Foreword Review — Sept / Oct 2009
The legendary animosity between England’s Henry II and his wife and queen, Eleanor of Aquitaine, has been featured in fiction, nonfiction, and in the film The Lion in Winter. Elizabeth Chadwick reflects that tumultuous relationship through the perspective of a man nearly lost to history, William Marshal, the fourth son of a minor noble who rose to become the most famous knight of his time, as well as tutor in martial subjects to Henry and Eleanor’s three competitive sons.
In the historical novel The Greatest Knight, author Elizabeth Chadwick shines a light on the Middle Ages—an oft-used but still seldom well-understood time. William Marshal found his calling early in life, and trained hard to become a knight worthy of the tourneys that the King of France so loved, but which his own monarch prohibited. The novel follows Marshal from the time he was sent to the court of England’s King Stephen at the age of five as an honor-hostage, to his middle years as a landed noble and family man. During that time, Marshal not only learns knightly ways, but how to survive life in a royal court as well. Chadwick portrays Marshal as an intelligent man, though illiterate, and one to whom honor means everything. The spectacle of the tournament field and the horror of the battlefield are equally evoked in this novel, which brings to vibrant life the times and troubles of a man who lived through them. Marshal, in Chadwick’s expert hands, is a man contemporary readers can easily understand and root for, much like a modern sports hero with a definite code of ethics. Chadwick admits as much in her clever Author’s Note at the end of the book.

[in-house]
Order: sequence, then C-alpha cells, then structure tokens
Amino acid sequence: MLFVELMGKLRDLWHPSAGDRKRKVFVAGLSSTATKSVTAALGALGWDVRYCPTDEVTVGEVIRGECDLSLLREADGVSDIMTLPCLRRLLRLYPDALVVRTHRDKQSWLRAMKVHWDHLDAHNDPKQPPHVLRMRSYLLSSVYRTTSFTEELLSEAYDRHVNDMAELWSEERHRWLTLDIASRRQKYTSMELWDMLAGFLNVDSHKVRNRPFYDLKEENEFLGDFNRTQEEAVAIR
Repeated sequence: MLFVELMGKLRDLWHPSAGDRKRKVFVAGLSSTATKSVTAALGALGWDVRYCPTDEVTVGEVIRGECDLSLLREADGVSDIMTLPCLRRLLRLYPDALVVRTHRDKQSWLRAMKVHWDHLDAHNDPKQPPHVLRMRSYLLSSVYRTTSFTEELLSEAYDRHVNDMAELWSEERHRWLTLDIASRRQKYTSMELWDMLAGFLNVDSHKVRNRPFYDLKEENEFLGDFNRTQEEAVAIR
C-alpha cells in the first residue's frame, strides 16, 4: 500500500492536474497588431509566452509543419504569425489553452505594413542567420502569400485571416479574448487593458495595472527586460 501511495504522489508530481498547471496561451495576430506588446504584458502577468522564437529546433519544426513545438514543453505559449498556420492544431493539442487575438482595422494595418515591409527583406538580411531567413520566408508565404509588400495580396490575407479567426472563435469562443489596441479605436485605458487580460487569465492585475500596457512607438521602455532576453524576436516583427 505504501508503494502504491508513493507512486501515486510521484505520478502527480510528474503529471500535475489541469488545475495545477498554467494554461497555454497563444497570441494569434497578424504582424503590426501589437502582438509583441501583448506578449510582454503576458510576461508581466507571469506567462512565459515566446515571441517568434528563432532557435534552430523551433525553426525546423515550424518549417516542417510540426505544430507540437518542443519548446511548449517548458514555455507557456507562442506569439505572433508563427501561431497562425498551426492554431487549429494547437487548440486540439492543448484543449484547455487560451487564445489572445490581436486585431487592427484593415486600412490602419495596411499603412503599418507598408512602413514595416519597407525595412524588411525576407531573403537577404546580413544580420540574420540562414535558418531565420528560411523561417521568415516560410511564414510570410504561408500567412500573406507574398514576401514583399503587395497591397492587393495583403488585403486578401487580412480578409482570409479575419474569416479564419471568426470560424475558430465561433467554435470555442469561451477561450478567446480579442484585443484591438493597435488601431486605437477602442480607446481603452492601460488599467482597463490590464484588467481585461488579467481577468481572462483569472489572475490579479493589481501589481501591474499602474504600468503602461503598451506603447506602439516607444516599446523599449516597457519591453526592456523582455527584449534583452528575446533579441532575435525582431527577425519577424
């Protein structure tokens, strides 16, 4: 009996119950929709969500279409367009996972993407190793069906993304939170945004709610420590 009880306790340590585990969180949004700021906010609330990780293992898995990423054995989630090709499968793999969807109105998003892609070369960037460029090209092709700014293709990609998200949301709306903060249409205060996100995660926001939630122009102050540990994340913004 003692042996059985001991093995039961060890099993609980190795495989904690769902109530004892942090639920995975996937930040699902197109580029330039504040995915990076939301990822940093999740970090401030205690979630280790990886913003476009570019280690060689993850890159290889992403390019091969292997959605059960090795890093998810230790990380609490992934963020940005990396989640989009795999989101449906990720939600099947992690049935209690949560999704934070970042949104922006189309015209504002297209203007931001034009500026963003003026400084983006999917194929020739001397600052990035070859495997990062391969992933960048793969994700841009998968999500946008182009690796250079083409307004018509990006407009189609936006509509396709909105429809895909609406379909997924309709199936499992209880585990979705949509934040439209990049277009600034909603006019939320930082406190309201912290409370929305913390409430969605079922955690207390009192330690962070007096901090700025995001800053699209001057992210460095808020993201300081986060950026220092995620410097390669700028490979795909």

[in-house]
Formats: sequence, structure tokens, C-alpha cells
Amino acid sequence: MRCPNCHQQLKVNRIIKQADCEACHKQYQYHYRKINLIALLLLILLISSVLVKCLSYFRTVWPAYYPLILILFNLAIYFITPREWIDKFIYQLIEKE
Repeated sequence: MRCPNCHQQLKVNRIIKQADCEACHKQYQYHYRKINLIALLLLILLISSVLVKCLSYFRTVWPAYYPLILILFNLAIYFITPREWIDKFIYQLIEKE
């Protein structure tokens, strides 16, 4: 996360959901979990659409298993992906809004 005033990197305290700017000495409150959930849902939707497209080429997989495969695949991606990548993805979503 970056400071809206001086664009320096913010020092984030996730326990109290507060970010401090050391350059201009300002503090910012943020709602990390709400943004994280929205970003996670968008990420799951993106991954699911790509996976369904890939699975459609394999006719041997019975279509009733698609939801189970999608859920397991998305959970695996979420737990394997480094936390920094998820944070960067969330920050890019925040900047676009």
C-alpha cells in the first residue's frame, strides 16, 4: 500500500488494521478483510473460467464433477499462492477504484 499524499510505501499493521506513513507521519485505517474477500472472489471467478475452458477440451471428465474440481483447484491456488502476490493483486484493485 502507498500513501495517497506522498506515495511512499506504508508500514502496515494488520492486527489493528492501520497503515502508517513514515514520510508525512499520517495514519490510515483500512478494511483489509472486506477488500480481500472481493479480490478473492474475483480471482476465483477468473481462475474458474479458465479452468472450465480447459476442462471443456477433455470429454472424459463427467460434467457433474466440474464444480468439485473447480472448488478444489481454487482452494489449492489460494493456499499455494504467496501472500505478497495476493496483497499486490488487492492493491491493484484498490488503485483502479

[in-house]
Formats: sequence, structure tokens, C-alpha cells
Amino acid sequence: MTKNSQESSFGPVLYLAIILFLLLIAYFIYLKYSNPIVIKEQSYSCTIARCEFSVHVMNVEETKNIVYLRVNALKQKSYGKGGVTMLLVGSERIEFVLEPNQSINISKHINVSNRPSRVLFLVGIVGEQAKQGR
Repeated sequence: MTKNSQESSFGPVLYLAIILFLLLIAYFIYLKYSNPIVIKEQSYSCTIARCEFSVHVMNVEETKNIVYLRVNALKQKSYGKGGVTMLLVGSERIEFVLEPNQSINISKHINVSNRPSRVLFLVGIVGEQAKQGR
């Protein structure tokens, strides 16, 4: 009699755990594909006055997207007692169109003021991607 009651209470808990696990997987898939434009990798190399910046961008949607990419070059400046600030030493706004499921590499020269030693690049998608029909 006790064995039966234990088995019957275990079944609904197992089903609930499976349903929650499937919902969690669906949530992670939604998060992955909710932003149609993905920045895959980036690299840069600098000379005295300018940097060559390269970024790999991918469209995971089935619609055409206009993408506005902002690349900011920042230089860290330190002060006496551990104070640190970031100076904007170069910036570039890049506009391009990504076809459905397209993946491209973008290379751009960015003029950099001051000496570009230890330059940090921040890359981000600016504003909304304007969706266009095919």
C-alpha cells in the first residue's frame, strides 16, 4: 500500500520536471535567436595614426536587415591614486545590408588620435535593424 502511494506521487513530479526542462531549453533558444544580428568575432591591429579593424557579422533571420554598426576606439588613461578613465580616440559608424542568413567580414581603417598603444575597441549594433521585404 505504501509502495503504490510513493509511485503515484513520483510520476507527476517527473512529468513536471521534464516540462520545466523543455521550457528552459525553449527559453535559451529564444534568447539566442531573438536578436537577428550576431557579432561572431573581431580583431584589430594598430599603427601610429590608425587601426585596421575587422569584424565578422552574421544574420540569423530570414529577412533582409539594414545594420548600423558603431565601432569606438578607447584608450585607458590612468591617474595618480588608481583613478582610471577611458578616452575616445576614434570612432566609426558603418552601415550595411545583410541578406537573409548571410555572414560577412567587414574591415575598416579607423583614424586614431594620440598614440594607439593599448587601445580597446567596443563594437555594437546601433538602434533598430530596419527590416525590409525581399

Readers of historical fiction should certainly enjoy this novel, and even those who’ve read other novels set in the Middle Ages may learn a few things. Never stuffy or dry, The Greatest Knight provides the kind of “real life” storytelling of times past for which all historical novels should strive.